The fact that I not only breastfed my son, but breastfed him for three and a half years, seems pretty incredible in retrospect.

Do babies and young children see ghosts?

Do babies and young children see ghosts? If you’ve pondered the question, you’re not alone.

15 years with Essential Baby: meet Therese

"Life has a funny way of giving you what you need when you need it the most."

Mum causes a stir by taking a stand against leggings

A mum has found herself the subject of debate after claiming tight bottoms cause lustful thoughts in men.

Don't set a parenting goal for 2015 - do this instead

The problem with goal setting as a parent is the measure. How do we really know if we’re succeeding?

5 pregnancy myths that just won't go away

When you're expecting, it often seems like everyone is keen to offer advice about what you should and shouldn't do in the interests of your health and wellbeing.

RPA hospital contacting mums after discovering vaccine storage fault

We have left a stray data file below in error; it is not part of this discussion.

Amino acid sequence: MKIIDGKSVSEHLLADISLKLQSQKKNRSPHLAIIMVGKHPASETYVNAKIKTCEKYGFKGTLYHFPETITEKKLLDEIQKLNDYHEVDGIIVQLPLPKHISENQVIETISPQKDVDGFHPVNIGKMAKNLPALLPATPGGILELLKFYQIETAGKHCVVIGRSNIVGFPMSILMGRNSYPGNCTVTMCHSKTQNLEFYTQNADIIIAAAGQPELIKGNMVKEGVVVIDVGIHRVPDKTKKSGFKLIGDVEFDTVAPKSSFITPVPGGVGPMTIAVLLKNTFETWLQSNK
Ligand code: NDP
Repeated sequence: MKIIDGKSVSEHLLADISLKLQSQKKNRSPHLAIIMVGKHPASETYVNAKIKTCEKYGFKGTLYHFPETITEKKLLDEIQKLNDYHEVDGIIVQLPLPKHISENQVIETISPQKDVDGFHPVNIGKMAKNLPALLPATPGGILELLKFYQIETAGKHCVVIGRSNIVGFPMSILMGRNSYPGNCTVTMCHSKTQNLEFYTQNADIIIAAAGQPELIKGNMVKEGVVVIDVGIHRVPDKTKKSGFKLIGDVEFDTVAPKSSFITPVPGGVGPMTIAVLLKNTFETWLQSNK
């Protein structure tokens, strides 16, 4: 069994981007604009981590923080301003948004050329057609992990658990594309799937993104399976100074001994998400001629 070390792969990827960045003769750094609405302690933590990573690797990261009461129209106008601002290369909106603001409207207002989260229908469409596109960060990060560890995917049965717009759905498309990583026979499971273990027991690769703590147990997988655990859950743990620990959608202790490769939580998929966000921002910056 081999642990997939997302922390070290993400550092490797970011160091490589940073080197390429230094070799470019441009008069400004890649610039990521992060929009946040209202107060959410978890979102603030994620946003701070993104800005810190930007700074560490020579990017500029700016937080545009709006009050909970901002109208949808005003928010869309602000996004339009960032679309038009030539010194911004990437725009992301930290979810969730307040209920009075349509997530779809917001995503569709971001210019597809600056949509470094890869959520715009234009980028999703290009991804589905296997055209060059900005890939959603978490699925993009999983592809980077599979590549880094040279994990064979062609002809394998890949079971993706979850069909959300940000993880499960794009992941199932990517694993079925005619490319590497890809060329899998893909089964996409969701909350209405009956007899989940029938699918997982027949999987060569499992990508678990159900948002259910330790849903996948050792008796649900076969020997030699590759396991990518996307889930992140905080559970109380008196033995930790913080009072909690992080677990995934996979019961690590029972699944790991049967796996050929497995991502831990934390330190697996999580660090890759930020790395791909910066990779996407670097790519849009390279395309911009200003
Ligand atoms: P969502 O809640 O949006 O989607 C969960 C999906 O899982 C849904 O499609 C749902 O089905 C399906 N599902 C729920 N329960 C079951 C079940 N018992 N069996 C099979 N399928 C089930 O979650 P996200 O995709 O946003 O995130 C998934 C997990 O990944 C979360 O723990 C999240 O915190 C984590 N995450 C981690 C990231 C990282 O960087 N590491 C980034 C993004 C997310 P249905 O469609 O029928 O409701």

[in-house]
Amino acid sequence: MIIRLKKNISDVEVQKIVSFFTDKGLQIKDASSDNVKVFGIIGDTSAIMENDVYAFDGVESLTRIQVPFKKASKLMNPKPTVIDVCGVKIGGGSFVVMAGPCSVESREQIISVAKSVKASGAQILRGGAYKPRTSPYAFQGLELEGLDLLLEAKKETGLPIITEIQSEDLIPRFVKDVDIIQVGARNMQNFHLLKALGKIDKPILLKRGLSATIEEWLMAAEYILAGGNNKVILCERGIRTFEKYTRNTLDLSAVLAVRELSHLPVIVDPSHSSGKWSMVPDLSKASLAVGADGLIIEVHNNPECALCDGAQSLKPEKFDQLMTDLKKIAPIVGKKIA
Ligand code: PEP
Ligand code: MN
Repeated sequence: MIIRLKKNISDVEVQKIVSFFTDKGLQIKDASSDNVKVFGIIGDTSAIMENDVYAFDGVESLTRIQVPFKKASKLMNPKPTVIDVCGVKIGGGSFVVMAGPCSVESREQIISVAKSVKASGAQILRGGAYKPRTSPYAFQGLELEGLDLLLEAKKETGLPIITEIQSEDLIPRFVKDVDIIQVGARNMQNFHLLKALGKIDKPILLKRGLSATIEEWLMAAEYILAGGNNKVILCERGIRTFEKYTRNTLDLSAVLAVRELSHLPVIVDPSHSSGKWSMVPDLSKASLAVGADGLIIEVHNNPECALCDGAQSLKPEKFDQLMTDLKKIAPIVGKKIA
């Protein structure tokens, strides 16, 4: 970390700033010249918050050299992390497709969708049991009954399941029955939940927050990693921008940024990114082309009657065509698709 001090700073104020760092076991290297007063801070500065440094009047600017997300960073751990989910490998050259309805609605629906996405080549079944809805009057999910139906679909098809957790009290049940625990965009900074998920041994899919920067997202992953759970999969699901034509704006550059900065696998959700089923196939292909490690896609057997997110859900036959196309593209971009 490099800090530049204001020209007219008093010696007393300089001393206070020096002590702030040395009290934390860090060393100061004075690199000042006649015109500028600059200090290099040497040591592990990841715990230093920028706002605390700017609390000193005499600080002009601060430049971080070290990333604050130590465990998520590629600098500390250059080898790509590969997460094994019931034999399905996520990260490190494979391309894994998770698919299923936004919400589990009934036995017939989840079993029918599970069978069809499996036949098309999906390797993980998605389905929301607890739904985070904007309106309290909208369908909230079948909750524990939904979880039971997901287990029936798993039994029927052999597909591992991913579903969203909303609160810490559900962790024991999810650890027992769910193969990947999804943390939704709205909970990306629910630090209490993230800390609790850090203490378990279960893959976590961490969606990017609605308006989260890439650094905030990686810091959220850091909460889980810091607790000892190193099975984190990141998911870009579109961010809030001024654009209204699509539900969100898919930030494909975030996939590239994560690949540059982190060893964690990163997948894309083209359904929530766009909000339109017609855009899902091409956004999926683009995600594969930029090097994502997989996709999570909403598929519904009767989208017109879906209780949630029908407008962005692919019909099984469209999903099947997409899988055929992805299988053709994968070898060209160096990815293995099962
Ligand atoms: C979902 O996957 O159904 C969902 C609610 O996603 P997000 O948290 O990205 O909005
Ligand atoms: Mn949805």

Sydney's Royal Prince Alfred Hospital (RPA) is trying to contact women who had babies at the facility after discovering a fault in a refrigerator containing vaccines.

'Nutella' not a baby name, French court says

A French court has blocked parents from naming their baby girl after the hazelnut spread Nutella, arguing it would make her the target of mockery.

Why I'm never calling myself 'just a mum' again

I’ve grown three human beings. I feed them, dress them, teach them, care for them and love them 24 hours a day. Yet for eight years, when I meet new people and they’ve asked me what I do, I tell them: “I’m just a mum”.

Rosie Batty named 2015 Australian of the Year

One year ago, Rosie Batty could not have imagined she'd be where she is. Tonight the grieving mum who put domestic violence on the national agenda was named Australian of the Year.

Five reasons to hug more

Hugging – some of us thrive on it, even depend on it – and then there are those who don't care for it really. So, are they missing out?

Help - my three-year-old has started throwing tantrums

My daughter never went through the "terrible twos" but began throwing wild tantrums shortly after her third birthday.

That's commitment

First peek at Sonia Kruger's daughter Maggie

"She smells so good, I could eat her," Kruger tells co-host David Campbell.